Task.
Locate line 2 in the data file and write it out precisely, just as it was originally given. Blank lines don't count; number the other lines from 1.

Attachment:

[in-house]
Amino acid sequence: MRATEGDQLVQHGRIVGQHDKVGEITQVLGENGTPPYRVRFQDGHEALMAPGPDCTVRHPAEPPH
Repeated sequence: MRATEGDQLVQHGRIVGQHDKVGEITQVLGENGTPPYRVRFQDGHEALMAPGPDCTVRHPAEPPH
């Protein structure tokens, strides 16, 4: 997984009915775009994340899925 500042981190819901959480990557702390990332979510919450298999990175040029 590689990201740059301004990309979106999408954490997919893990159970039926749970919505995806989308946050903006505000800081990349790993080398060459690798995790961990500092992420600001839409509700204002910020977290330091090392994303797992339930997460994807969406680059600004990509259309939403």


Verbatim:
Amino acid sequence: MRATEGDQLVQHGRIVGQHDKVGEITQVLGENGTPPYRVRFQDGHEALMAPGPDCTVRHPAEPPH